Arduino Wheelchair Project: Motorized Controller Mount
This was an Arduino wheelchair project we developed for Principles and Practices of Assistive Technology (PPAT) in Fall 2016 at MIT. We made an Arduino-based motorized wheelchair controller mount for our client, Lisa. She lives at the Boston Home, a center for people with progressive neurological diseases, and has Multiple Sclerosis.
With her old controller mount, she would often bump into sinks and tables because the controller was difficult to push out of the way and jutted out, preventing her from getting as close as she wanted. She wanted a method to move the mount out of the way easily so that she could access sinks and tables. Our solution was this Arduino wheelchair project, that is to create a motorized controller mount which uses a DC Gear Motor and a microcontroller (Arduino UNO) so that Lisa can move the mount with the push of a button. One button press moves the mount away from her, and another press moves it back in front of her. You can watch a video of our device in action below.
We understand that this is not just a problem faced by Lisa alone. A large number of powered wheelchair users face this and similar problems all over the world. We created this Arduino wheelchair tutorial with open source designs for anyone who wants to replicate the project. You can find all the relevant documentation for this project on the Wiki page, including code and design files. In this tutorial, we will try to show you the steps for creating the same.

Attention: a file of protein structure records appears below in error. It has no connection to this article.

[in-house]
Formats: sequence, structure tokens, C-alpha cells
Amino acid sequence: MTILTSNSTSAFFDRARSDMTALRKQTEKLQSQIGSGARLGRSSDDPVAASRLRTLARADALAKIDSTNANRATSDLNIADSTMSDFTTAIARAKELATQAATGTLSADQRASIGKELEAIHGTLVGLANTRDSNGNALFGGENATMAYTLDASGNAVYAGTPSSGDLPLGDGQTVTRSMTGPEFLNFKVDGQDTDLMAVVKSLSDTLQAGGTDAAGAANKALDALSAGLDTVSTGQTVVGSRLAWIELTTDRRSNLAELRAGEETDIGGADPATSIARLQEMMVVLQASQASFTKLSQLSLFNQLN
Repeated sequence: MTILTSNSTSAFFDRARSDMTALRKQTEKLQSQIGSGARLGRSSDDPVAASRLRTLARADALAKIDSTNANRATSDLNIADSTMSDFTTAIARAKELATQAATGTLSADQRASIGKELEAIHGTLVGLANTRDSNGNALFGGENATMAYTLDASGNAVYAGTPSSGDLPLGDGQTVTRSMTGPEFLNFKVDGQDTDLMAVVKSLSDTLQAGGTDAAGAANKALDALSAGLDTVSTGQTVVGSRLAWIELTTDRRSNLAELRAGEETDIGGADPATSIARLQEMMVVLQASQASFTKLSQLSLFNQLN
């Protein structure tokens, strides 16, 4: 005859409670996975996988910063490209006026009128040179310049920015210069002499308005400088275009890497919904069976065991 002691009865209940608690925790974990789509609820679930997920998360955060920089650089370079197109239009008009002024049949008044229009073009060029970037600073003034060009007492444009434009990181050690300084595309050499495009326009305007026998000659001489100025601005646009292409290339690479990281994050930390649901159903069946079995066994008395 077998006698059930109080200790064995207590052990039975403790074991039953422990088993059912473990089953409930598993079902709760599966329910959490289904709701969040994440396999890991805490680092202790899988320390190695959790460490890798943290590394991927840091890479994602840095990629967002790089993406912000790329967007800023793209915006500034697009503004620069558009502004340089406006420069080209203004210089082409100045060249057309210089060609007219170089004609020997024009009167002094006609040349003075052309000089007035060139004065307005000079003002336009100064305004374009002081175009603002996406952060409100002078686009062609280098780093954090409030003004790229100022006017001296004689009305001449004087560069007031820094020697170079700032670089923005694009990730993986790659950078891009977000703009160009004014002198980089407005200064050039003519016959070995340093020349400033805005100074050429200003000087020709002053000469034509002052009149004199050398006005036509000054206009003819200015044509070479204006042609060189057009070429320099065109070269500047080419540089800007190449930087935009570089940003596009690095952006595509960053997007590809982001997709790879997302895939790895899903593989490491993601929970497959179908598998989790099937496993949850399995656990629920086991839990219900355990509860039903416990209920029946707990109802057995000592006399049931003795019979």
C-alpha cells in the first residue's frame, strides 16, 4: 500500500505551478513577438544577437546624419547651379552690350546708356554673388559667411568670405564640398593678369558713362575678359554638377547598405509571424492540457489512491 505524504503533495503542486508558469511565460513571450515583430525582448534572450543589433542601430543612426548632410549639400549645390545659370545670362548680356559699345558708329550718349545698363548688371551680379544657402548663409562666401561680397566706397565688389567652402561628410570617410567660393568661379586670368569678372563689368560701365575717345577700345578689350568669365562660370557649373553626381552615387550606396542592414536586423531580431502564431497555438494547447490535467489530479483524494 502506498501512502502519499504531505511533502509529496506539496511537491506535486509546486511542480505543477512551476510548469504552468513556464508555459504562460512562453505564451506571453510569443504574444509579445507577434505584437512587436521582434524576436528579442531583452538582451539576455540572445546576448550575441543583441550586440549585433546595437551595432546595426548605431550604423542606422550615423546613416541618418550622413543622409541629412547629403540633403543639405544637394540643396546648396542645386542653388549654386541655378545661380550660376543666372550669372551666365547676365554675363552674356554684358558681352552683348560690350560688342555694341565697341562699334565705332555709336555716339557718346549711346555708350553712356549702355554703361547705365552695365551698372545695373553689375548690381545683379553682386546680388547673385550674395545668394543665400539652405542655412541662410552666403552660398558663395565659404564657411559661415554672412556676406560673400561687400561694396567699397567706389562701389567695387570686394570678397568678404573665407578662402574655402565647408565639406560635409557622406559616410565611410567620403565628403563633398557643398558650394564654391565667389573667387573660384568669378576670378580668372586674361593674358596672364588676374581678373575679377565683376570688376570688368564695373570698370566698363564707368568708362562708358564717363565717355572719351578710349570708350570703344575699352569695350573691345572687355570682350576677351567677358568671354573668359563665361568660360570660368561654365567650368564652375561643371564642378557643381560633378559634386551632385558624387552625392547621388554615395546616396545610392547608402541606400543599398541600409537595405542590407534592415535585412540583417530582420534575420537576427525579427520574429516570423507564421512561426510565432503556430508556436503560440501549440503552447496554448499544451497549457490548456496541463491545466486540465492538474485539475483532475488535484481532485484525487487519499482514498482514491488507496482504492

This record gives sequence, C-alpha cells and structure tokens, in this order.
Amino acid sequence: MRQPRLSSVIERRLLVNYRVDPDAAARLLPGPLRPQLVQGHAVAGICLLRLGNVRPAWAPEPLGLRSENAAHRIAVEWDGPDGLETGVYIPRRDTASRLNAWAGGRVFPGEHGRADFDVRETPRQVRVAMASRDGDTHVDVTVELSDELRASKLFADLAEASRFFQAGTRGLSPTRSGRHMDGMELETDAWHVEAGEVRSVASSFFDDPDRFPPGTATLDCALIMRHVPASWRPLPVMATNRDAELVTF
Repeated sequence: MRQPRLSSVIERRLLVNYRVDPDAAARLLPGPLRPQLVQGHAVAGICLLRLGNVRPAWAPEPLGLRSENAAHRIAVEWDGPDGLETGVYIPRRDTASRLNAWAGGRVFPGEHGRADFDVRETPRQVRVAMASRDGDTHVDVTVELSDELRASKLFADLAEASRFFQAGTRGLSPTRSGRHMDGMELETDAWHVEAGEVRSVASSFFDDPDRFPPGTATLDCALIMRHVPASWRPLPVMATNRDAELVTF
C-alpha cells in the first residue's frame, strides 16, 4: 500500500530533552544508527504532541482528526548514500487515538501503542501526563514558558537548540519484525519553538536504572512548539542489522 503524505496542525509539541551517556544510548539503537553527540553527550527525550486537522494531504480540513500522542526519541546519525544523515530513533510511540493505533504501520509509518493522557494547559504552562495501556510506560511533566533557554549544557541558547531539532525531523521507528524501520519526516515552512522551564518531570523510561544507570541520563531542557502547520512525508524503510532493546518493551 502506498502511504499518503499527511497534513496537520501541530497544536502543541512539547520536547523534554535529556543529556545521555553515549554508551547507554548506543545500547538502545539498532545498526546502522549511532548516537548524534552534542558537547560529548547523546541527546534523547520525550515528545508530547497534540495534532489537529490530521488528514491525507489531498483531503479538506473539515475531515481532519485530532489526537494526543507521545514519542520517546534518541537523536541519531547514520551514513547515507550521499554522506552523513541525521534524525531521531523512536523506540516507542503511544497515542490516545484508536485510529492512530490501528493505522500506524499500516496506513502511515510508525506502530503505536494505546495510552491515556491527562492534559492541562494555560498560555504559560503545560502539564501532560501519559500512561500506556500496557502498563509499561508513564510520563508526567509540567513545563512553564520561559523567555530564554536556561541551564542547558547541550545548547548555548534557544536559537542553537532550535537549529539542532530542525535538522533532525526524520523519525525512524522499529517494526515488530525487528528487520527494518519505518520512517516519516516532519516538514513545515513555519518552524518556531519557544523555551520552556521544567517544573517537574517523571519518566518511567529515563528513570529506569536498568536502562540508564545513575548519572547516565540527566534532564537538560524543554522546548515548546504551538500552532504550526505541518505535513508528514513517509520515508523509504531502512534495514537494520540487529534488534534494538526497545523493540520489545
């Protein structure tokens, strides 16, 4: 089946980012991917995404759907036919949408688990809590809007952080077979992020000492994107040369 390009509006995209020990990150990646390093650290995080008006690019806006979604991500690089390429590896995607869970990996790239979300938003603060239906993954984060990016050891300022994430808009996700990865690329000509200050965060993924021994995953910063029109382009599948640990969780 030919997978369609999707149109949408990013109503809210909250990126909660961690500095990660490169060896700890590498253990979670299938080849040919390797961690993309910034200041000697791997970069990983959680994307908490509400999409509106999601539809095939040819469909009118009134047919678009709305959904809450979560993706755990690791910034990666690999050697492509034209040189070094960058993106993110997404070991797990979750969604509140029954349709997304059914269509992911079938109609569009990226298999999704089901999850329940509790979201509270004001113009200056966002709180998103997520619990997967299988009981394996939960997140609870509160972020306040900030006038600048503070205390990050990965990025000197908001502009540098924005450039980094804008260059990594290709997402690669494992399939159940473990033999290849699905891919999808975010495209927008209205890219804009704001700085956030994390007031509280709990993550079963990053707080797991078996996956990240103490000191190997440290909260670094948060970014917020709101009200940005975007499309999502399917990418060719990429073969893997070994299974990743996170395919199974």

According to Lisa, “it works just like I’d imagined.”
Parts Required for this Arduino Wheelchair Project
We ensured that the parts used for our Arduino wheelchair prototype were common and easily available. Here is a comprehensive list of all the parts with their specifications.
- 1” Aluminum 6061 Extruded Bar stock
- Scrap piece of steel sheet metal 1.1 – 1.2mm thick
- Cytron 12V 17RPM 194.4oz-in Spur Gearmotor
- Motor mount bracket
- Screws and nuts – multiple sizes
- set screw: 8-32 size and thread
- Heavy duty limit switch
- Arduino UNO(we used this as we had one lying around. You can use a smaller board such as Arduino Nano if you like)
- L293D motor driver IC
- LM2596 buck converter IC
- LM7805 voltage regulator IC
Manufacturing the Mechanical Parts
There are two mechanical parts that need to be manufactured for this Arduino wheelchair project. One out of steel sheet metal and another from the extruded aluminum bar. The CAD files for the two parts are available for download.